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EASIER THAN YOU THINK...

Complex Numbers

Calculation of e to the i pi showing that it is equal to negative oneFor many years, mathematicians avoided using or thinking about the square root of negative numbers.  Preferring to think in terms of real numbers, they simply agreed with each other that roots of negative numbers made no sense at all (for similar reasons, negative numbers were avoided for many centuries).  After all, there is no physical length that can possibly equal such a number.  What possible use or relevance could it have for our world?

The Italian mathematician Gerolamo Cardano (1501-1576) was the first to have explored complex numbers seriously. He used them in order to find solutions to cubic equations … and called them “fictitious.”  Little did he realise what an incredible explosion of understanding would result from his first foray into this field!

It transpires that complex numbers are intimately connected with exponential equations and with trigonometry (see the image to the left, where i represents √(-1) and is called an “imaginary number”).

Nowadays, complex numbers are used whenever any repetitive, cyclic, or wave motion is being analysed (from star light to quantum mechanics to electric tuning circuits to shock waves during earthquakes)!  Not only do mathematicians study them for the pure joy (and fascination) of the exercise, but they are used in many disciplines such as physics, chemistry, biology, engineering, statistics and economics.

Briefly, an imaginary number is one that is obtained by taking the square root of a negative number.  If we define √(-1) as i (meaning imaginary), all imaginary numbers can be written as the product of i and some real number.  This is because √(-k) = √(-1)⋅√k = i√k, where √k is real.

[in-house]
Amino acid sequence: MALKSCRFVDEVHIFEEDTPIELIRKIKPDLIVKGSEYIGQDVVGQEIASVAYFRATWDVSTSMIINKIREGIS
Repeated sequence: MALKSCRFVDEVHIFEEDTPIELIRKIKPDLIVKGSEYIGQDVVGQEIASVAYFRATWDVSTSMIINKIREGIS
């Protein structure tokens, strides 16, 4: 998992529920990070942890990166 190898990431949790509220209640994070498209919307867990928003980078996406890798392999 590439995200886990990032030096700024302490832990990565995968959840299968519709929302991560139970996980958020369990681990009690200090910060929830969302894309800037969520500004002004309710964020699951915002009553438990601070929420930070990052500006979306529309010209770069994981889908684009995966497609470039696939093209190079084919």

Complex numbers are hybrid numbers, obtained when we add a real number and an imaginary number together … such as 2 + 3i.

There is much, much more … so, watch this space!

Brilliant!!! This helps so much!!! So much easier than anything else I have found. This is now simple.
Thanks again for showing the simple way of doing this. I look forward to the next video!! Absolutely brilliant.
Once again, excellent! I’ve watched many others, that have not helped nearly as much as these. Thanks for making it so easy to understand. When things get complicated, it is easy to make a mistake, but your method of writing down the structure helps to prevent mistakes.
Thanks a million!!! I’ve watched many videos and read tutorials, but still could not get two in a row correct on Khan Academy. Your explanation was so clear and simple that it finally made sense to me and now I can get all of the problems correct!!! Thank you very much.
It all makes total sense now! Thanks very much for all the derivative videos!!! Very helpful.
MemorizeAndLearn (on four different CCM YouTube videos about Differentiation)

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